That there is a God, and but one God—that God is none of those things which are visible and corruptible, but some being very far superior to them—that he is just, good, powerful, and all-wise—that God is the creator of the universe—that the world is governed by his providence, as Cicero and several others acknowledged—that he is eternal and happy—that he must be worshipped and praised—that rectitude and honesty are to be practiced—that parents ought to be honored, and that we should not do to any one else what we would not have done to ourselves—that all men ought to endeavour to propitiate God’s favour—that the soul is immortal, and that there is a judgment to come (the Druids, according to Caesar, believed in the soul’s immortality, which also was the opinion of Plato)—that those who do evil actions are worthy of death.
Importantly, the doctrines above are only “an abridgement” of the true theology that can be derived “from the dictates of reason and from the work of creation and providence.”Clearly, Pictet does not consider natural theology, even for the unbeliever, to be devoid of knowable and meaningful theological truth.
3. John Witherspoon (1723 – 1794)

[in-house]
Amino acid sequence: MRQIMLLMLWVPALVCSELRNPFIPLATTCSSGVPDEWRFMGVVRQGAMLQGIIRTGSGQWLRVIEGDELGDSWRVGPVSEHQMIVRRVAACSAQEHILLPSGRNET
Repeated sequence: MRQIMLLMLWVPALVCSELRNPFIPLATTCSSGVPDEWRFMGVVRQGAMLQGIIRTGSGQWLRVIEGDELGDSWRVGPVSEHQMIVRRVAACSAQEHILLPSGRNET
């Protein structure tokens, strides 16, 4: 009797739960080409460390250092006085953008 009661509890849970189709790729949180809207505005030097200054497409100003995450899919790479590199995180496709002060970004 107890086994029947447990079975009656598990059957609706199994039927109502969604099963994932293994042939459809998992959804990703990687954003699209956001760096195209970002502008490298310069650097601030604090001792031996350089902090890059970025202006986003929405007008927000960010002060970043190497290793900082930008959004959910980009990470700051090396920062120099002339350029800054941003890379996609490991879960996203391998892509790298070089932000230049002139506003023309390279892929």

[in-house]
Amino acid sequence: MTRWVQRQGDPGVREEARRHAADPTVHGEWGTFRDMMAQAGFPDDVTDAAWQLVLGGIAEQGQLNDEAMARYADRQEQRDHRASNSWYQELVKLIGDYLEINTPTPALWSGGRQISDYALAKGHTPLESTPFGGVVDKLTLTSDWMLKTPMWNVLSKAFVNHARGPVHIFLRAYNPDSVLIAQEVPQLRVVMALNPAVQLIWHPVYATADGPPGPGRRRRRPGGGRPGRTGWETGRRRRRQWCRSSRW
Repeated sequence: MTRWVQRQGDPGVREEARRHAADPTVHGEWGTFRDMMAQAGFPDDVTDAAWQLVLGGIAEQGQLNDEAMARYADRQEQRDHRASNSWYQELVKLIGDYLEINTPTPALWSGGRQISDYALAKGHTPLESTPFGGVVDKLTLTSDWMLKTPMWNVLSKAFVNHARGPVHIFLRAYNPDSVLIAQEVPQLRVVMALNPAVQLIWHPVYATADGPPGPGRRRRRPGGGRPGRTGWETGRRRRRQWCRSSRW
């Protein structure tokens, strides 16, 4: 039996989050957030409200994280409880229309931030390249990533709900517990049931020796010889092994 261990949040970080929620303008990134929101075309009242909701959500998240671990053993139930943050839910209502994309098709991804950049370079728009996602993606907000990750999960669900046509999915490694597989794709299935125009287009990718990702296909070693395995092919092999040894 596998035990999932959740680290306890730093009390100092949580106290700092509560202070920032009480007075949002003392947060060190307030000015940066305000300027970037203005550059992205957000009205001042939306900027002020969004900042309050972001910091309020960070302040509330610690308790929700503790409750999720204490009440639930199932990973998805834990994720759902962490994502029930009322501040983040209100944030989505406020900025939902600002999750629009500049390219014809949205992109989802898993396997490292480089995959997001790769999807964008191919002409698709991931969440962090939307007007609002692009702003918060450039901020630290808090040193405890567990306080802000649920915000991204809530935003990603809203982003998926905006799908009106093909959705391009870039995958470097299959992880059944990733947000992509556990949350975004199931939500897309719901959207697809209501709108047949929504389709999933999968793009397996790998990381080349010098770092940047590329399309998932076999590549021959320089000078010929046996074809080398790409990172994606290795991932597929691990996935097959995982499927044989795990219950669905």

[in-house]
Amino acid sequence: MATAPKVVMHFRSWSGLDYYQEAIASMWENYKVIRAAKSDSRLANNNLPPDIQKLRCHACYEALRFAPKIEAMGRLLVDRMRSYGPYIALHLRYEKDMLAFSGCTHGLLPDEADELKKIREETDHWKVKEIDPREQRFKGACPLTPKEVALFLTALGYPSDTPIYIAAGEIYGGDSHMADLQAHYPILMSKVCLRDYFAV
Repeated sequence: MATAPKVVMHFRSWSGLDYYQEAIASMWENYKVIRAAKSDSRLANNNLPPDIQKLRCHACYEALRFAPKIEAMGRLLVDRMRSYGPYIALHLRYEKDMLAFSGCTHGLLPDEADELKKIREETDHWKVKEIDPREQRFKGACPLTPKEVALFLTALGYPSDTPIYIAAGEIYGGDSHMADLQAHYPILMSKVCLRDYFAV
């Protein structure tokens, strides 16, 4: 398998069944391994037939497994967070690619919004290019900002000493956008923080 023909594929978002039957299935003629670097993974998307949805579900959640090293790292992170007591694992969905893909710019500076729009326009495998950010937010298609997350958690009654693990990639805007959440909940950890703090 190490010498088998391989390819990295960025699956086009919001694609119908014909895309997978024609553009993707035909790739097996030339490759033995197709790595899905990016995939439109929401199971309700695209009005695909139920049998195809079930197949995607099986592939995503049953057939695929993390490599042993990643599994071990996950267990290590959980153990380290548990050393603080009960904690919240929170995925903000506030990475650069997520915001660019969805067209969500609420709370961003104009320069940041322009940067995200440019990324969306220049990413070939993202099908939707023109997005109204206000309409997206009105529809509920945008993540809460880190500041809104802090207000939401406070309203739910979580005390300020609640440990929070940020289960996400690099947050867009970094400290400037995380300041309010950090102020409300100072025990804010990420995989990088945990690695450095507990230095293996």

Although Witherspoon is remembered today for his political and philosophical contributions, in his lifetime he was considered an expert theologian. And as a theologian, Witherspoon, like most eighteenth-century evangelicals in the Church of Scotland, stood squarely in the tradition of Turretin and Pictet. In his satirical Ecclesiastical Characteristics (1753), Witherspoon remarked tongue-in-cheek that Scotland’s professors of theology should lecture on the system of moderation instead of the “the antiquated systems of divinity, as Pictet or Turretine.” Like his theological mentors, Witherspoon believed natural theology had a role to play in communicating religious truth and defending true religion. Reflection on the natural world can teach mankind important truths about human depravity (because sin is rampant in every society) and about the need for a Savior (because sacrificial systems have been present throughout human history). For Witherspoon, natural theology was first of all an apologetic tool, allowing him “to support the truth from evidence of scripture and reason.” Marred by sin, we can view the faultless frame of nature in faulty ways. And yet, the sciences can be “handmaids to theology” and “turned into a divine channel.”